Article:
There are several Muslim-majority countries where Mahershala Ali’s Oscar win for his role in Moonlight won’t be celebrated. That’s because he belongs to the minority Ahmadi sect.
In countries such as Malaysia and Pakistan, Ahmadis are reviled by hardline Sunni Muslim groups as heretics, apostates and even infidels.
So much so that Maleeha Lodhi, Pakistan’s envoy to the United Nations, deleted a tweet on Monday that noted Ali was the first Muslim actor to win an Academy Award. The tweet, however, was spotted by eagle eyed Twitter users who saved screen grabs.
Ali, who was born a Christian, converted to Islam in his final year at graduate school after the woman who would become his wife, Amatus Karim, invited him to an Ahmadi mosque.
In Pakistan, the government of then Prime Minister Zulfiqar Ali Bhutto was pressured by religious hardliners to amend the Constitution in 1974 to declare members of the Ahmadiyya sect “non-Muslims”.
Another constitutional amendment by military ruler Zia-ul-Haq in 1984 further restricted religious freedoms of Ahmadis, who were barred from referring to themselves as Muslims and from calling their places of worship mosques. Anyone doing so could be sent to prison for three years.
Even now, every Pakistani applying for a passport has to sign a declaration that states Prophet Mohammed was the final prophet and that Mirza Ghulam Ahmad, the founder of the Ahmadiyya sect, an “imposter nabi” (false prophet) and his followers “non-Muslims”.
Who are the Ahmadis?
The Ahmadi or Ahmadiyya sect takes its name from Mirza Ghulam Ahmad, who was born on February 13, 1835 in the town of Qadian in Gurdaspur district, currently in Indian Punjab. In Pakistan, the derogatory terms “Qadiani” and “Mirzai” are often used to refer to Ahmadis.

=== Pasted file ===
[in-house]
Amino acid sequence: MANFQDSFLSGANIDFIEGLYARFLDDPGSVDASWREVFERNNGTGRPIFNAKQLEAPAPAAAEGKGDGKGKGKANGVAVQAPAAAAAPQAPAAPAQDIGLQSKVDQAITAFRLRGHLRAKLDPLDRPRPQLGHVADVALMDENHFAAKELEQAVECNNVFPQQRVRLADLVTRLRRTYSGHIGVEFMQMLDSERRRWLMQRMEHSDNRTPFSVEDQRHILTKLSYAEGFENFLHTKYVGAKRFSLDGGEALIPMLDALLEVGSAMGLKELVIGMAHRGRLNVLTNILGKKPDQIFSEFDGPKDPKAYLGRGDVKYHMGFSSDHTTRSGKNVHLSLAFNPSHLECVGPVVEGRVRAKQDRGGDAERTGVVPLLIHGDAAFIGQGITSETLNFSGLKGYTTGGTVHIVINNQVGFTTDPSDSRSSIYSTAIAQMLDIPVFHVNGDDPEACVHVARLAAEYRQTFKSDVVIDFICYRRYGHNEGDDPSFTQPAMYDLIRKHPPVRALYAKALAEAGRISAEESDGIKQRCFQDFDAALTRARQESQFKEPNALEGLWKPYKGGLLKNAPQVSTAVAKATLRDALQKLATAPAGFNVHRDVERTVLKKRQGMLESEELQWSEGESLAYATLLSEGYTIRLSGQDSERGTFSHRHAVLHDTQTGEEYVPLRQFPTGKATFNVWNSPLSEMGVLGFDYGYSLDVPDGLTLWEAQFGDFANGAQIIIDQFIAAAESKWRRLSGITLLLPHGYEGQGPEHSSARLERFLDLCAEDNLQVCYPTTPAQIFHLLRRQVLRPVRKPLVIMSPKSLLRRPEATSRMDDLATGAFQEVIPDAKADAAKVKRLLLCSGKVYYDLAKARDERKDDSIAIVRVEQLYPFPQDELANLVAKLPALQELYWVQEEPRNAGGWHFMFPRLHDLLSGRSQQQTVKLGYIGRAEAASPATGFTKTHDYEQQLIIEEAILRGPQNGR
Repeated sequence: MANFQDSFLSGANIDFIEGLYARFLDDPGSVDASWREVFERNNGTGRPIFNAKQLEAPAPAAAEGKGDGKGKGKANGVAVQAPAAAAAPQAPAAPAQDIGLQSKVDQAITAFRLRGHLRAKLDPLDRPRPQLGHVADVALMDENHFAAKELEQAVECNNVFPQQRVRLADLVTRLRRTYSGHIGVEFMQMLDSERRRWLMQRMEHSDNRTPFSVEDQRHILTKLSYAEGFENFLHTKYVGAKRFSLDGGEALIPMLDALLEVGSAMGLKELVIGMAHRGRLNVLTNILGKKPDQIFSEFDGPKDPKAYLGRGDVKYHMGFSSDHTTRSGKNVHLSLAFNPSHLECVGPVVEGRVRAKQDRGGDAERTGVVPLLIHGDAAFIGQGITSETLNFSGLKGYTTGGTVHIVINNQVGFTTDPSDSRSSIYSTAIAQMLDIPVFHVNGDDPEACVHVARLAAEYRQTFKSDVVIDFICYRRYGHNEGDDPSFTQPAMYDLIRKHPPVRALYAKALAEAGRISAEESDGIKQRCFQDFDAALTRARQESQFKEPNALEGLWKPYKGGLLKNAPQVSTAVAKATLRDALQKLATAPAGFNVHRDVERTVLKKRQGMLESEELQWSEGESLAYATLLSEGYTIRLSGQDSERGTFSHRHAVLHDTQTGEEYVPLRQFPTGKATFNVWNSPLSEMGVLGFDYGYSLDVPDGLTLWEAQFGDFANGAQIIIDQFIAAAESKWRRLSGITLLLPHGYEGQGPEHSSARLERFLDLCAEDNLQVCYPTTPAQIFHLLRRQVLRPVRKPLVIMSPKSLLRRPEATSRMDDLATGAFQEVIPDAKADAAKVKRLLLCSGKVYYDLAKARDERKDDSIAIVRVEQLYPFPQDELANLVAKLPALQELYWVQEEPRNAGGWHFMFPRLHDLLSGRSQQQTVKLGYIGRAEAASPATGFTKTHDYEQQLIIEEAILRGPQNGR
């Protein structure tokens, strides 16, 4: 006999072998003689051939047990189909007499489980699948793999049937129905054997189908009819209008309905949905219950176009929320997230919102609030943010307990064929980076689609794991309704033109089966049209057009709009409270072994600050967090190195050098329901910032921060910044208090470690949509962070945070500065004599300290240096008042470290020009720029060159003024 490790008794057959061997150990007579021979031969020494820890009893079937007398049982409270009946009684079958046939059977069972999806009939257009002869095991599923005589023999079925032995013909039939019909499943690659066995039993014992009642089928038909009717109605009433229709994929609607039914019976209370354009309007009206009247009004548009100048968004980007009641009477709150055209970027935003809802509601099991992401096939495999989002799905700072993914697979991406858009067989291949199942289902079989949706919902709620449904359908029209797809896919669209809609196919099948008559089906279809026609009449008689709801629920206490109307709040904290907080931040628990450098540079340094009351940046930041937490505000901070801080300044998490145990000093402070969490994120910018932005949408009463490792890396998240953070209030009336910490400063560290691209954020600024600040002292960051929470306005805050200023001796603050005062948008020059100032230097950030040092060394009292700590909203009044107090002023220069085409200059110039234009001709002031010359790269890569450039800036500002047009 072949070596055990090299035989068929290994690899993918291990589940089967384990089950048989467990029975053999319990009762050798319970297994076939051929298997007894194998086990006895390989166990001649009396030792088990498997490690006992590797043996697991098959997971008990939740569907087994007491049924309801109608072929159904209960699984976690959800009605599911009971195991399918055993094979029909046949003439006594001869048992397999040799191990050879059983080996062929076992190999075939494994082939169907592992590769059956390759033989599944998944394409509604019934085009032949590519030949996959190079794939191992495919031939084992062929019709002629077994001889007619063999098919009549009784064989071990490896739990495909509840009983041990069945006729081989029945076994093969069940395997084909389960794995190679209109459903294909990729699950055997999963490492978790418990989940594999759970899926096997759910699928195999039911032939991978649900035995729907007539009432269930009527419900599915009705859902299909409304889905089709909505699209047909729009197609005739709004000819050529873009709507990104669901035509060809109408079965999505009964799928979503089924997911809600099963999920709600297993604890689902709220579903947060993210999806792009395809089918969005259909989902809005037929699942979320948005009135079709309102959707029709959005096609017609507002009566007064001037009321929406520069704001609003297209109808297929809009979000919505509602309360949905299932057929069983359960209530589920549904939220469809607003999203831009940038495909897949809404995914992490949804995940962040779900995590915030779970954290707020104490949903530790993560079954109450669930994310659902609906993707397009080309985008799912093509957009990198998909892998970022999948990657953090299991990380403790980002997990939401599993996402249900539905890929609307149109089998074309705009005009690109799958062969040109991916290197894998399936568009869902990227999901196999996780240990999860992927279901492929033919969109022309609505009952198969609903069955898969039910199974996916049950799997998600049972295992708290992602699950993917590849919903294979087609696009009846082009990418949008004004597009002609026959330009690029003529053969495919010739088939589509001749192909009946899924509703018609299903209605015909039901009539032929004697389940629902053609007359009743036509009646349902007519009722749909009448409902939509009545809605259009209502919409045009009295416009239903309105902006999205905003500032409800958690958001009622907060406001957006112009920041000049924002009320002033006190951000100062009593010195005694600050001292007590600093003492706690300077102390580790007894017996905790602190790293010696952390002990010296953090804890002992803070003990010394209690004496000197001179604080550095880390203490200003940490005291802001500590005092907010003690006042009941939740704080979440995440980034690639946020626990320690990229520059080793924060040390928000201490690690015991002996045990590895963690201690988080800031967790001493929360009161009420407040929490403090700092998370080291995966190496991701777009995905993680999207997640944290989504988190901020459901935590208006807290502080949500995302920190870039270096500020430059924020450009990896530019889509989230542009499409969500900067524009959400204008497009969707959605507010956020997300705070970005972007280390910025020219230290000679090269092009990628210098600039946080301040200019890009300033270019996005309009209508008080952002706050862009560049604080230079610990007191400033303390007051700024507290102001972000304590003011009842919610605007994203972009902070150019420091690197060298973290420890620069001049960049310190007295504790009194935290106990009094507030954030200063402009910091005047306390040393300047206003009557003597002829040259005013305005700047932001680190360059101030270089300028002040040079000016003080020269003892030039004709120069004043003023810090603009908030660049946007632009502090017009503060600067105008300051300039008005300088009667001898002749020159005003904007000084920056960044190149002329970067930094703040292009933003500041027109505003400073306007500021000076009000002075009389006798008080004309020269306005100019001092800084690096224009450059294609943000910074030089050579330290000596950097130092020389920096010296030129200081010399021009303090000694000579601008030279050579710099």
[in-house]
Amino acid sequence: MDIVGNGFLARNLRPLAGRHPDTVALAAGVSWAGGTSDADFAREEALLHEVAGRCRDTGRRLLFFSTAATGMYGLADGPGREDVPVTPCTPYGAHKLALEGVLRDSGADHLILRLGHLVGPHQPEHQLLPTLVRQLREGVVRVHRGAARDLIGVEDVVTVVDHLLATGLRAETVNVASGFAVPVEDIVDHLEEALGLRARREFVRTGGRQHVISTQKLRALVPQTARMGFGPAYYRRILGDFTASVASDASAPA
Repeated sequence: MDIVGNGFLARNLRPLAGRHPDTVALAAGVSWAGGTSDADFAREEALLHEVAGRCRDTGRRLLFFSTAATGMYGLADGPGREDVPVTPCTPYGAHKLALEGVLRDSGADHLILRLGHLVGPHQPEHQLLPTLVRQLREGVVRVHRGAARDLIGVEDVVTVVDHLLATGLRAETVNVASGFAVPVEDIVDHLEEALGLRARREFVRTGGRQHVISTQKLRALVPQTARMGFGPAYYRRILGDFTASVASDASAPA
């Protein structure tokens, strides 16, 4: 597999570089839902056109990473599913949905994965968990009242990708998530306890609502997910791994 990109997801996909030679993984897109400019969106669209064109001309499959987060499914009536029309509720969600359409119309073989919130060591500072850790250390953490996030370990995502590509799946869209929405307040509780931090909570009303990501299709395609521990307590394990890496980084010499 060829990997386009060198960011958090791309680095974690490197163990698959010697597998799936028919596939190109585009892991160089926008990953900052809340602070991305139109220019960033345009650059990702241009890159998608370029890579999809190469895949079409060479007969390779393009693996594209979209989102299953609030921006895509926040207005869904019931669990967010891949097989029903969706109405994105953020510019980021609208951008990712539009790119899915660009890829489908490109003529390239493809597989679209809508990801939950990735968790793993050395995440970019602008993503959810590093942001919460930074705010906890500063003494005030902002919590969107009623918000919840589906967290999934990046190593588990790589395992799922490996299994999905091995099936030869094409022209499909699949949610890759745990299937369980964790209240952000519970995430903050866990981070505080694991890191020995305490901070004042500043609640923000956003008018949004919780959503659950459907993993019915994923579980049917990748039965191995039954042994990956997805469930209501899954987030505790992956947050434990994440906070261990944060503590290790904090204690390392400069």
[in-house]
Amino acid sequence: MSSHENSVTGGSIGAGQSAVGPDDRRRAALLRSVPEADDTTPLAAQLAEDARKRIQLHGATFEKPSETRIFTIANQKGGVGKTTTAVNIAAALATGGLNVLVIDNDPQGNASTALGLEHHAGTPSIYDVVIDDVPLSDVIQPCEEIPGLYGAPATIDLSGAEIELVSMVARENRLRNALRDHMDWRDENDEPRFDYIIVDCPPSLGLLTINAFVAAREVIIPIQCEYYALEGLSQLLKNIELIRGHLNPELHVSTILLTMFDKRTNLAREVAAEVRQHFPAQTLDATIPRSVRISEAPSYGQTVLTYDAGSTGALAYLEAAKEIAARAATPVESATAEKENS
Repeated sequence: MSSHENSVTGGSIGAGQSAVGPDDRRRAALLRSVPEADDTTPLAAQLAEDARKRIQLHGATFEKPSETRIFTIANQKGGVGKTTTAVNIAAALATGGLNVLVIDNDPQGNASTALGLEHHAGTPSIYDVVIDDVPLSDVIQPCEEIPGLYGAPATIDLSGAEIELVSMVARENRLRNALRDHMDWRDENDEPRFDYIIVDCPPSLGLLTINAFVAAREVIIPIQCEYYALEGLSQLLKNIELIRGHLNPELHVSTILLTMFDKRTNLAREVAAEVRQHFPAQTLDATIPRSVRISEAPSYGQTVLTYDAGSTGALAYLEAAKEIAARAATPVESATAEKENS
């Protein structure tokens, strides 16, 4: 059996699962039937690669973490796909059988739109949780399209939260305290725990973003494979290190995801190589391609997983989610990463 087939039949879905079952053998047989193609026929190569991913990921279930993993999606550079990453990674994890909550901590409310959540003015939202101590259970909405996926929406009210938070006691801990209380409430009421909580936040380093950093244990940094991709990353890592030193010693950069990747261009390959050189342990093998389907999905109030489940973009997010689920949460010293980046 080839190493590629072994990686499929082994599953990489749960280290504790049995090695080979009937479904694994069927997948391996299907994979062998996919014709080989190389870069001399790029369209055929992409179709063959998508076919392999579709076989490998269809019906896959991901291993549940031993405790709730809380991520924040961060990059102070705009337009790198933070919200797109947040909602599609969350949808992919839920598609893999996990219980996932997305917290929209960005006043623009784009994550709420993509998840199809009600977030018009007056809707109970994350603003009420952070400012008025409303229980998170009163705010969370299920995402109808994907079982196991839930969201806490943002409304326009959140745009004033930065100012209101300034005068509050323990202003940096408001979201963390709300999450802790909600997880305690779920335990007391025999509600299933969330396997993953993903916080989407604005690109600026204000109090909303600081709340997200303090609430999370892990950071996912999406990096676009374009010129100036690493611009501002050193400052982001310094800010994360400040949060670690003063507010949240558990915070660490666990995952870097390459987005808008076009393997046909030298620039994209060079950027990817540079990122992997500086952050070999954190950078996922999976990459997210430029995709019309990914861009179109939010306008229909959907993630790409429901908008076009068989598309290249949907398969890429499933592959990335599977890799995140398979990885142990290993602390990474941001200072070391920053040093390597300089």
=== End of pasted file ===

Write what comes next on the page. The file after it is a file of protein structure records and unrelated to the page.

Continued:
Ghulam Ahmad angered other Muslims when he claimed he had been chosen by Allah as the “Mahdi” or messiah in the late 1880s. His followers too regarded him as a prophet, further angering Sunnis who considered this heretical as they believed Prophet Mohammed was the final prophet.
He died in Lahore in May 1908 and was buried in Qadian. During Partition in 1947, Ghulam Ahmad’s followers shifted the movement’s religious headquarters from Qadian to Rabwah in Pakistani Punjab, which they projected as their “promised land”.
But less than a decade later, Ahmadis were targeted in violent riots in Lahore in 1953 that followed protests spearheaded by groups such as the Jamaat-e-Islami.
Following years of persecution, the Ahmadis moved their central headquarters to London. The sect now has adherents in Britain, the US and African and European countries though there are no reliable numbers for the followers.
In Pakistan, Ahmadis continue to be targeted by religious hardliners and terror groups. In May 2010, nearly 100 Ahmadis were killed in near simultaneous terror attacks on two mosques of the sect in Lahore.
The country’s only Nobel laureate, Abdus Salam, who played a key role in the nuclear programme and whose work led to the discovery of the so-called God Particle, has been shunned in Pakistan because he was an Ahmadi. More recently, army chief Gen Qamar Bajwa was the target of a vicious whisper campaign that claimed he was an Ahmadi because his wife reportedly has some Ahmadi relatives.
Besides Pakistan, members of the sect have also faced persecution in Bangladesh, Malaysia and Indonesia, where the country’s top Islamic body declared Ahmadis as “deviants” in 2008.
Follow @htshowbiz for more